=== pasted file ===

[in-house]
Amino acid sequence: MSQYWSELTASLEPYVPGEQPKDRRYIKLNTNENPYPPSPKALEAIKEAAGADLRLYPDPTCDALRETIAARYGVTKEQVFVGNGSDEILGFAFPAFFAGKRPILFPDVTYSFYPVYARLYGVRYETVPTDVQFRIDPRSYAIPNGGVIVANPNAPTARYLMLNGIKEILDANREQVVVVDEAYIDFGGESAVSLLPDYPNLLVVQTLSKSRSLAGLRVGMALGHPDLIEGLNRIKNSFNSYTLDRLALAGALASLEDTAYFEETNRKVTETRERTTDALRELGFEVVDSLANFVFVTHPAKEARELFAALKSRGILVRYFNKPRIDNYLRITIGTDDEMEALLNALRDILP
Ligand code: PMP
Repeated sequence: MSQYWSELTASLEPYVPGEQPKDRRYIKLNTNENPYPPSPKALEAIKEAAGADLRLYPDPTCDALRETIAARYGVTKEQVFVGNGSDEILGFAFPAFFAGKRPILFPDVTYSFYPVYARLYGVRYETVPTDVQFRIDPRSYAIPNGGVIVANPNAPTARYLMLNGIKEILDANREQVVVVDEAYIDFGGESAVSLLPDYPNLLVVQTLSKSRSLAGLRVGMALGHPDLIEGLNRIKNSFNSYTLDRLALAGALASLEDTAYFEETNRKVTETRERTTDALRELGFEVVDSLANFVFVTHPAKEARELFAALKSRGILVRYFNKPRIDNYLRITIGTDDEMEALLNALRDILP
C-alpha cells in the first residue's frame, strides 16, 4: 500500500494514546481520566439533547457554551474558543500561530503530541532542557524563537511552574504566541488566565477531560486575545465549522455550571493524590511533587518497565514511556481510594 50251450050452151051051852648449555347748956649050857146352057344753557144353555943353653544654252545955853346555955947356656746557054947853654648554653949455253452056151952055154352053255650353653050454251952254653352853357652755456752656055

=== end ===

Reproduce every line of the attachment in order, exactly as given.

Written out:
[in-house]
Amino acid sequence: MSQYWSELTASLEPYVPGEQPKDRRYIKLNTNENPYPPSPKALEAIKEAAGADLRLYPDPTCDALRETIAARYGVTKEQVFVGNGSDEILGFAFPAFFAGKRPILFPDVTYSFYPVYARLYGVRYETVPTDVQFRIDPRSYAIPNGGVIVANPNAPTARYLMLNGIKEILDANREQVVVVDEAYIDFGGESAVSLLPDYPNLLVVQTLSKSRSLAGLRVGMALGHPDLIEGLNRIKNSFNSYTLDRLALAGALASLEDTAYFEETNRKVTETRERTTDALRELGFEVVDSLANFVFVTHPAKEARELFAALKSRGILVRYFNKPRIDNYLRITIGTDDEMEALLNALRDILP
Ligand code: PMP
Repeated sequence: MSQYWSELTASLEPYVPGEQPKDRRYIKLNTNENPYPPSPKALEAIKEAAGADLRLYPDPTCDALRETIAARYGVTKEQVFVGNGSDEILGFAFPAFFAGKRPILFPDVTYSFYPVYARLYGVRYETVPTDVQFRIDPRSYAIPNGGVIVANPNAPTARYLMLNGIKEILDANREQVVVVDEAYIDFGGESAVSLLPDYPNLLVVQTLSKSRSLAGLRVGMALGHPDLIEGLNRIKNSFNSYTLDRLALAGALASLEDTAYFEETNRKVTETRERTTDALRELGFEVVDSLANFVFVTHPAKEARELFAALKSRGILVRYFNKPRIDNYLRITIGTDDEMEALLNALRDILP
C-alpha cells in the first residue's frame, strides 16, 4: 500500500494514546481520566439533547457554551474558543500561530503530541532542557524563537511552574504566541488566565477531560486575545465549522455550571493524590511533587518497565514511556481510594 50251450050452151051051852648449555347748956649050857146352057344753557144353555943353653544654252545955853346555955947356656746557054947853654648554653949455253452056151952055154352053255650353653050454251952254653352853357652755456752656055